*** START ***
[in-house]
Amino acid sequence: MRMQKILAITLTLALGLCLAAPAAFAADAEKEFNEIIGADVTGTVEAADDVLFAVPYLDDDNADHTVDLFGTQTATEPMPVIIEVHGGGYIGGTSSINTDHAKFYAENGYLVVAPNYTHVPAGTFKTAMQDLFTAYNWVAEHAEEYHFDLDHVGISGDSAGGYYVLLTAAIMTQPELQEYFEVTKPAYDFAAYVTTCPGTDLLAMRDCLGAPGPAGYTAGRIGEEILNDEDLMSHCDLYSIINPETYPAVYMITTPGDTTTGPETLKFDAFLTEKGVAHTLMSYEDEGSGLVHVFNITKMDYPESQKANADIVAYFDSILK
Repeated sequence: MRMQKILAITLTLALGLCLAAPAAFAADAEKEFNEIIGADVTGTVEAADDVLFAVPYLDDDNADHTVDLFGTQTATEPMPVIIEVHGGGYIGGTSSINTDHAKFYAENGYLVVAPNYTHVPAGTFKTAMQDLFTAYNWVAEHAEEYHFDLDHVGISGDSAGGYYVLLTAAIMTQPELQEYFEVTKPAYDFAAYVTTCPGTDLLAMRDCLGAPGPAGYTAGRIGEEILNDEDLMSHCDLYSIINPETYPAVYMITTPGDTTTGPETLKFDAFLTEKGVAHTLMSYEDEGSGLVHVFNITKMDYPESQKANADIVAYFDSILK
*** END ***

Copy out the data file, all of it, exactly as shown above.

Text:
[in-house]
Amino acid sequence: MRMQKILAITLTLALGLCLAAPAAFAADAEKEFNEIIGADVTGTVEAADDVLFAVPYLDDDNADHTVDLFGTQTATEPMPVIIEVHGGGYIGGTSSINTDHAKFYAENGYLVVAPNYTHVPAGTFKTAMQDLFTAYNWVAEHAEEYHFDLDHVGISGDSAGGYYVLLTAAIMTQPELQEYFEVTKPAYDFAAYVTTCPGTDLLAMRDCLGAPGPAGYTAGRIGEEILNDEDLMSHCDLYSIINPETYPAVYMITTPGDTTTGPETLKFDAFLTEKGVAHTLMSYEDEGSGLVHVFNITKMDYPESQKANADIVAYFDSILK
Repeated sequence: MRMQKILAITLTLALGLCLAAPAAFAADAEKEFNEIIGADVTGTVEAADDVLFAVPYLDDDNADHTVDLFGTQTATEPMPVIIEVHGGGYIGGTSSINTDHAKFYAENGYLVVAPNYTHVPAGTFKTAMQDLFTAYNWVAEHAEEYHFDLDHVGISGDSAGGYYVLLTAAIMTQPELQEYFEVTKPAYDFAAYVTTCPGTDLLAMRDCLGAPGPAGYTAGRIGEEILNDEDLMSHCDLYSIINPETYPAVYMITTPGDTTTGPETLKFDAFLTEKGVAHTLMSYEDEGSGLVHVFNITKMDYPESQKANADIVAYFDSILK